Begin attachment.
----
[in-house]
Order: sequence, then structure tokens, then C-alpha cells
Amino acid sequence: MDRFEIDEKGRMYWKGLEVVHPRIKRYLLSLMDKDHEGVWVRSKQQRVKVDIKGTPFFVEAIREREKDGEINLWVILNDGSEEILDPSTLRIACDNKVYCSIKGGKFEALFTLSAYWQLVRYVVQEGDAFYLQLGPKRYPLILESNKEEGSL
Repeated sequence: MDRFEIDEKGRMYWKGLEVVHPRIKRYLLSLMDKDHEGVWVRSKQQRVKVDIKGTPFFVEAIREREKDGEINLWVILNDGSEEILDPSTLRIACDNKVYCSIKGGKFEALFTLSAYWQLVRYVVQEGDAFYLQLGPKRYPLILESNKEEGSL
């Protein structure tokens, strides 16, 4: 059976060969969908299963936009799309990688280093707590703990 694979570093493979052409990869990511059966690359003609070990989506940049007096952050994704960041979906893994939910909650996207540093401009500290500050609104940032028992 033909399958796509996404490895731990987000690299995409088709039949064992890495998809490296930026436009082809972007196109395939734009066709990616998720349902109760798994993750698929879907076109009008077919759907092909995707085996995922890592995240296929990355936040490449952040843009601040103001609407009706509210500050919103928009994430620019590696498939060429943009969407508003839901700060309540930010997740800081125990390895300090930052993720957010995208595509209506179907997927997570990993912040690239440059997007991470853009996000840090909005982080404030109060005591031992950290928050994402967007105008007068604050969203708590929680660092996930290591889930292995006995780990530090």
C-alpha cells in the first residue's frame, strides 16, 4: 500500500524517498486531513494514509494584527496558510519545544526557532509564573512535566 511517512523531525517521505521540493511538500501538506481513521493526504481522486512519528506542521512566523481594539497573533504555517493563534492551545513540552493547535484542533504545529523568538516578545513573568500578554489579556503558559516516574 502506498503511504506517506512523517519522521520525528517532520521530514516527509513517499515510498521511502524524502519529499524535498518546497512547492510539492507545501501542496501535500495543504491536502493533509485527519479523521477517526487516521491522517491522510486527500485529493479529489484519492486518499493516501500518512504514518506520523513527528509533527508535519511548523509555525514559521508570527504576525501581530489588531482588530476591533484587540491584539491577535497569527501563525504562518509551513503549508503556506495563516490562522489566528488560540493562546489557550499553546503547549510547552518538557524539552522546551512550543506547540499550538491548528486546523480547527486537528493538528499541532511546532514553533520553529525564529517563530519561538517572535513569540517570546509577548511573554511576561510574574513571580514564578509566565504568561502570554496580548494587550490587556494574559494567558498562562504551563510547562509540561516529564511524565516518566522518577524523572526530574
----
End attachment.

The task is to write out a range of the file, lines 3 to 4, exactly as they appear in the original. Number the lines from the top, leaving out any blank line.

Amino acid sequence: MDRFEIDEKGRMYWKGLEVVHPRIKRYLLSLMDKDHEGVWVRSKQQRVKVDIKGTPFFVEAIREREKDGEINLWVILNDGSEEILDPSTLRIACDNKVYCSIKGGKFEALFTLSAYWQLVRYVVQEGDAFYLQLGPKRYPLILESNKEEGSL
Repeated sequence: MDRFEIDEKGRMYWKGLEVVHPRIKRYLLSLMDKDHEGVWVRSKQQRVKVDIKGTPFFVEAIREREKDGEINLWVILNDGSEEILDPSTLRIACDNKVYCSIKGGKFEALFTLSAYWQLVRYVVQEGDAFYLQLGPKRYPLILESNKEEGSL